EDISON – Edison’s Zoning Board of Adjustment’s approval of eight multi-family units at Harding Avenue and Oak Tree Road in March was the impetus for a lawsuit filed by the Board of Education in its many efforts to combat overcrowding in the school district.
On Aug. 7, a Middlesex County Superior Court judge dismissed the Board of Education’s (BOE) lawsuit against the zoning board and Markim Developers LLC, citing the board did not have a right to bring forward the lawsuit since the board is not an entity within a 200-foot radius of the development.
The board is appealing the Superior Court’s decision despite some residents’ and township officials’ concerns of frivolity, claiming it is essentially a waste of taxpayers’ money.
“The court’s decision to dismiss the board’s challenge to the zoning board was wrong,” said BOE Attorney Roman Rivera, of Scarinci Hollenbeck LLC. “Boards of education should be permitted to challenge decisions of a zoning board which directly impact the students, parents and residents of Edison. We are confident that the erroneous decision will be overturned by the Appellate Court.”
The BOE President Jerry Shi said the board’s “primary concern is our students who continue to suffer due to overcrowding because of irresponsible real estate development in the township.
“The cost for our attorney to challenge the zoning board’s approval of this development was justified given that the zoning board’s incorrect assessment of the impact on the district,” he said.
The developers presented the impact as two students from the eight units. Shi said the impact is actually 12 students.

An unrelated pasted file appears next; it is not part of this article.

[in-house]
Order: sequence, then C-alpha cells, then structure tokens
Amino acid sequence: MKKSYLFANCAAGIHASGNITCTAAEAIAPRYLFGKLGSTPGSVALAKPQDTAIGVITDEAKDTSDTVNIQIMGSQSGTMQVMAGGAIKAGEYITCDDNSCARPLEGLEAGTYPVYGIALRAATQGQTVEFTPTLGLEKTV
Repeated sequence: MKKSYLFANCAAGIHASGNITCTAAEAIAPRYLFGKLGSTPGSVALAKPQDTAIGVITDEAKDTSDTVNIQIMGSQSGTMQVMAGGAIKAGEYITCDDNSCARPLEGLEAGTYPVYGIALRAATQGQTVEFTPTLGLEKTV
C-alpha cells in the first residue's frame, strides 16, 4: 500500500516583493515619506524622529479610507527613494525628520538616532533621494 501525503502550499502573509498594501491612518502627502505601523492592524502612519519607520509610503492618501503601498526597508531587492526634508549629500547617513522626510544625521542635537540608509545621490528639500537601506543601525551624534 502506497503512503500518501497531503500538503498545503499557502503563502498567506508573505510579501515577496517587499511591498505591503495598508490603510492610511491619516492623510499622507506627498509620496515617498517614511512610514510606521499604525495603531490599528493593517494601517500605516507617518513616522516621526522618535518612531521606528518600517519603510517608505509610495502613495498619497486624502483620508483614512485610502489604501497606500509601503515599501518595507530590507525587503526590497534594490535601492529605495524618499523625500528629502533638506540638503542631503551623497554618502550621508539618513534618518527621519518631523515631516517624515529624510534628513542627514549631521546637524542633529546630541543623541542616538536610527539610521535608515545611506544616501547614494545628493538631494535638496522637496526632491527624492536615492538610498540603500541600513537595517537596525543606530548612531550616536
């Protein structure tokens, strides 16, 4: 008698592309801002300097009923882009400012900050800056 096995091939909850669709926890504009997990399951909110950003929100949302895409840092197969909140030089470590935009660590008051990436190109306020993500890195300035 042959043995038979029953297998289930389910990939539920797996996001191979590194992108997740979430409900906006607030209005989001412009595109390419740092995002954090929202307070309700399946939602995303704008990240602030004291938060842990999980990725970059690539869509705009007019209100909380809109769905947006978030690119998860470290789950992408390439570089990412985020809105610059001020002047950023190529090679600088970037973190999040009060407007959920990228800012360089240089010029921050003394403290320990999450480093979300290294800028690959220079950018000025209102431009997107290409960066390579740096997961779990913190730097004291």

“The projected cost to the district for [the eight multi-family units] could be well over $180,000 per year to educate all the children that could come out of [the development] while the property tax the school will receive is only around $80,000,” he said. “There is a $100,000-plus difference per year. That’s just an annual number. As such, we plan to appeal this decision to protect not only the students in the Township of Edison but also all of our residents who have some of the highest taxes in the state. No one is talking about the impact on the residents who pay taxes in our town when we continually add more and more development without properly accounting for the cost to the school district. The zoning board should be ashamed of their decisions.”
Zoning Board Attorney Bhavini Tara Shah said the board prevailed in the lawsuit; however, she said due to a “politically-motivated” lawsuit, the Edison taxpayers lost.
Shah explained that township paid $7,775 in legal fees.
“While $11,247 was the total bill, Markim Developers LLC paid $3,472 for its share of those legal expenses,” she said. “So, including the BOE’s legal costs, taxpayers actually shelled out $24,475.”
Shah said when it comes to “our children’s education, every tax dollar should be used as wisely as possible.” She said the appeal is “may be throwing good taxpayers’ money after bad on needless legal fees.”
Overcrowding has reached a crisis level in the Edison Township School District, according to officials. The board currently is working with SSP Architects, Bridgewater, on a proposed referendum for Dec. 10 to address the overcrowding crisis.
The district has two high schools, four middle schools, nine elementary schools, one intermediate school, one primary school, and the operation of a preschool program.
The overcrowding needs in the district call for John P. Stevens High School to add 40 classrooms to fill in for the 1,000 seats the school is over capacity. Edison High School needs to add 23 classrooms. Also, the needs call for give or take 40 classrooms to be added to John Adams Middle School, James Madison Intermediate, and John Marshall and Lincoln elementary schools.
Contact Kathy Chang at email@example.com.